2.4 Surgical Intervention
mucoperiosteal flap elevation
Autologous platelet-rich fibrin (PRF) matrices were prepared from the patient’s blood sample before the bone augmentation. Due to the patient’s wish, surgery was performed under general anesthetic with intravenous antibiotic prophylaxis of 600 mg Clindamycin. First, an incision was made with a recently developed “pillar” incision technique. For this, the incision was not made over the alveolar ridge, but 20 mm horizontally in the unattached mucosa, accompanied by two vertical relief incisions each distal to the adjacent tooth. A marginal incision was carried out on the adjacent teeth #8 and #10. A mucoperiosteal flap was elevated from the maxillary bone, leaving the mucosa covering the defect intact (Figure 4A).
Block graft integration
To improve graft integration, the cortical layer was perforated at various points with a diamond burr in order to deliberate bleeding. Exudate serum obtained from the patient’s blood during the PRF procedure was used to rehydrate the sterile block (Figure 4B). No further modifications were necessary because the block precisely matched the defect’s geometry. A hole with the diameter of the intended screw was drilled through the block into the bone. A single titanium osteosynthesis screw with a diameter of 1.5 mm and a length of 9 mm was used to secure the graft (Figure 4C).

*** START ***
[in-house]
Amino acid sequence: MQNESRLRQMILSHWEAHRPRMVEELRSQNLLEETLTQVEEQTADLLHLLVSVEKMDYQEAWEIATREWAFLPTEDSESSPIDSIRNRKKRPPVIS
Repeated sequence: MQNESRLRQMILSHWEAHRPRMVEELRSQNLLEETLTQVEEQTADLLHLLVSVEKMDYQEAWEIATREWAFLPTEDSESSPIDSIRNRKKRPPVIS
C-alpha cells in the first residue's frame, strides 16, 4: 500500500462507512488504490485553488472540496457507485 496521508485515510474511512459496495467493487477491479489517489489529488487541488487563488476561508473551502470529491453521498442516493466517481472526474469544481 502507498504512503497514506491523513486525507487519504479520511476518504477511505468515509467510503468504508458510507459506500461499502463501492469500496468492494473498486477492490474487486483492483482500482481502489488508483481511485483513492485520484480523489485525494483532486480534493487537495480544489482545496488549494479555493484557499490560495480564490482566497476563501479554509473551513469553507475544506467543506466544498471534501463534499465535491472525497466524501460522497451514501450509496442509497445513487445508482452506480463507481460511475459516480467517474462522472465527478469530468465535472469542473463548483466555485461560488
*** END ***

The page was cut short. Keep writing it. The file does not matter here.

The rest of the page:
Coverage of the bone block
The block was first covered with a resorbable collagen membrane fabricated from native pericardium (Jason membrane, botiss biomaterials GmbH), which was fixed with titanium pins. A PRP membrane was then applied to improve soft tissue healing. The flap was sutured tension-free with single button pulley sutures using absorbable suture material 4.0 (Vicryl rapid 4.0) (Figure 4D).